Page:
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    "If you've been injured through no fault of your own you could be entitled to compensation. If you're unsure if you could claim, I recommend you call Accident Advice Helpline."

    Esther Rantzen

    Health and Safety News

    Construction workers and farmers most at risk of skin cancer

    By Jonathan Brown on January 30, 2017

    Construction workers and farmers most at risk of skin cancer

    Construction workers and farmers are most at risk of work-related skin cancer, a new study claims.

    Those who work for long periods outdoors in Britain account for 2% of all skin cancers, according to the Imperial College London study, published in the British Journal Of Cancer.

    Dozens of deaths a year

    Too much exposure to the sun’s UV rays while at work leads to one death from malignant melanoma every week. This over-exposure also causes five new cases of the deadly cancer every week.

    This totals 48 deaths and 241 cases of melanoma skin cancer each year in Britain, due to over-exposure to the sun while working.

    Construction workers are the most at risk, followed by farmers, the police, armed forces and other public administration workers.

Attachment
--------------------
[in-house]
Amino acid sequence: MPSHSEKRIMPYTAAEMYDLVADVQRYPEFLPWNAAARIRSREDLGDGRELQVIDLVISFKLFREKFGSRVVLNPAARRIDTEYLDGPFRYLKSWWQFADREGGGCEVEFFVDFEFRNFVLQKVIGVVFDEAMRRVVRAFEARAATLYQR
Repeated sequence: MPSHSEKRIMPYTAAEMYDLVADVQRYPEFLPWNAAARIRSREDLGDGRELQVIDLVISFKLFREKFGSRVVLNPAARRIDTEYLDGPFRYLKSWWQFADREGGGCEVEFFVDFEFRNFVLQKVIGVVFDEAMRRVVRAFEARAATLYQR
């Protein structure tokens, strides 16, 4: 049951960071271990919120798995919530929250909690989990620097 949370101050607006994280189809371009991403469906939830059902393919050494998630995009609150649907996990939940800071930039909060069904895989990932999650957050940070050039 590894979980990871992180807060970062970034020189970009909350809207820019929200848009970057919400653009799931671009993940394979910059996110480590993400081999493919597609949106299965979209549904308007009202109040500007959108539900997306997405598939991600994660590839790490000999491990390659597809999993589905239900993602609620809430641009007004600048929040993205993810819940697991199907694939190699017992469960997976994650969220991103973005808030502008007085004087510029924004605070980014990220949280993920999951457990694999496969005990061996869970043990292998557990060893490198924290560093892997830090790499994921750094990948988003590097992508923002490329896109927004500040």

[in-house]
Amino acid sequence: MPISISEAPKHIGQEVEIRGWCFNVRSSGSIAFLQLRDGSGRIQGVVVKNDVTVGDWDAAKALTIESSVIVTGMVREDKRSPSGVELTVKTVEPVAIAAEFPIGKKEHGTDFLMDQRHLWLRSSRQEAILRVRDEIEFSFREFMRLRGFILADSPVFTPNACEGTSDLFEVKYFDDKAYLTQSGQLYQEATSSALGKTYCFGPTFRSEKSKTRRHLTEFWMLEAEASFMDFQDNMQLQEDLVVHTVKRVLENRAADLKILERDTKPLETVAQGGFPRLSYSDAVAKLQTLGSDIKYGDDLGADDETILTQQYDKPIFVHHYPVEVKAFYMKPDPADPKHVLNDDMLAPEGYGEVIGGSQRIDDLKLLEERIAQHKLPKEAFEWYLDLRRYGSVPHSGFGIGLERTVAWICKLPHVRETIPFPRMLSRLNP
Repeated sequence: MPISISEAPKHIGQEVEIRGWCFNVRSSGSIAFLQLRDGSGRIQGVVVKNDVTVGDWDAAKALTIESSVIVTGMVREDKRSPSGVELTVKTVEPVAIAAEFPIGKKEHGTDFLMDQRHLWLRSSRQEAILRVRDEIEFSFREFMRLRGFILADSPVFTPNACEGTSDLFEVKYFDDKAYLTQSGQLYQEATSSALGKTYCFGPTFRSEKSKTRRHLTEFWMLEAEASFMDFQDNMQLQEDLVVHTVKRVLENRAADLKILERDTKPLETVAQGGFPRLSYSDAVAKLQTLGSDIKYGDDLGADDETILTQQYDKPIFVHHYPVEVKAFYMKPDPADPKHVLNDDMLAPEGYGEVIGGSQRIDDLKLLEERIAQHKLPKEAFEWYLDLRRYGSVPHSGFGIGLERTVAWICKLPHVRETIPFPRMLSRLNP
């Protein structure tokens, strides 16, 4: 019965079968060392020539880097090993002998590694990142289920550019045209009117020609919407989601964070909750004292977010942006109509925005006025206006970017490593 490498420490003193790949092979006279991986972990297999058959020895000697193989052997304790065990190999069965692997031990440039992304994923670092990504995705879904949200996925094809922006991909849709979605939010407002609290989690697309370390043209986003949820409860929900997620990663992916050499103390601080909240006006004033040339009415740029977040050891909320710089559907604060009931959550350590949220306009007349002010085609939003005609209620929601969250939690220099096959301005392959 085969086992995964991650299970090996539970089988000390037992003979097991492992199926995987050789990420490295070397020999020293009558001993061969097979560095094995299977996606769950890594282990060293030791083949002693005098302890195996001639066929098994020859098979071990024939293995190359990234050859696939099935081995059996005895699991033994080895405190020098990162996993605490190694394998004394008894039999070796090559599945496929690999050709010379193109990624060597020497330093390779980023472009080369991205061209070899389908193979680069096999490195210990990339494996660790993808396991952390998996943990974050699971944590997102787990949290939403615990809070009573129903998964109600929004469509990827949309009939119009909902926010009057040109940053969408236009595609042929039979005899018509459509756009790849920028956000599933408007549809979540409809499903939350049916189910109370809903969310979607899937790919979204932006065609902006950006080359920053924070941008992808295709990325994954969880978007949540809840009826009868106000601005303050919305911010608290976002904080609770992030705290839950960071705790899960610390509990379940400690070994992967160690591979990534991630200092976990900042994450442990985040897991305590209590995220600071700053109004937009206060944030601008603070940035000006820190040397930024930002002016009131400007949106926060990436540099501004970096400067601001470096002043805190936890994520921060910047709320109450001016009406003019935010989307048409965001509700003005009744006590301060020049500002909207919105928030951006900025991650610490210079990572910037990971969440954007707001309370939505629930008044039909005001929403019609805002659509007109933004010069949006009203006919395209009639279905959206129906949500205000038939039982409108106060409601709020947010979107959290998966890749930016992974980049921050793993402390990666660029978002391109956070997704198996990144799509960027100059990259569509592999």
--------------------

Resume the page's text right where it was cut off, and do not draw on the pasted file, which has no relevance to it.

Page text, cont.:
Dr Lesley Rushton, lead researcher, says people often underestimate the risks of damage caused by sun in the UK, because they don’t consider themselves to be living in a ‘hot’ country.

    Spotting the symptoms

    Dr Rushton says that spotting the symptoms is key to helping prevent or manage the disease.

    Workers should know what their skin is normally like and see a doctor if there are any changes, including a new mole or mark, or a change to something you’ve had for a while.

    Employers are now being asked to take sun exposure during working hours more seriously and consider ways they can help reduce it.

    Sarah Williams, Cancer Research UK’s health information manager, says that while the sun can help create healthy bones, too much can increase the risk of skin cancer.

    The best ways for people to protect their skin is to spend time in the shade between 11am and 3pm, and cover up with clothing, she says.

    Also, applying sunscreen with at least SPF 15, and four or more stars, on the parts of the body that can’t be covered – like face and hands – is vital.

    Source: Imperial College London

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    Date Published: January 30, 2017

    Author: Jonathan Brown

    Category: News

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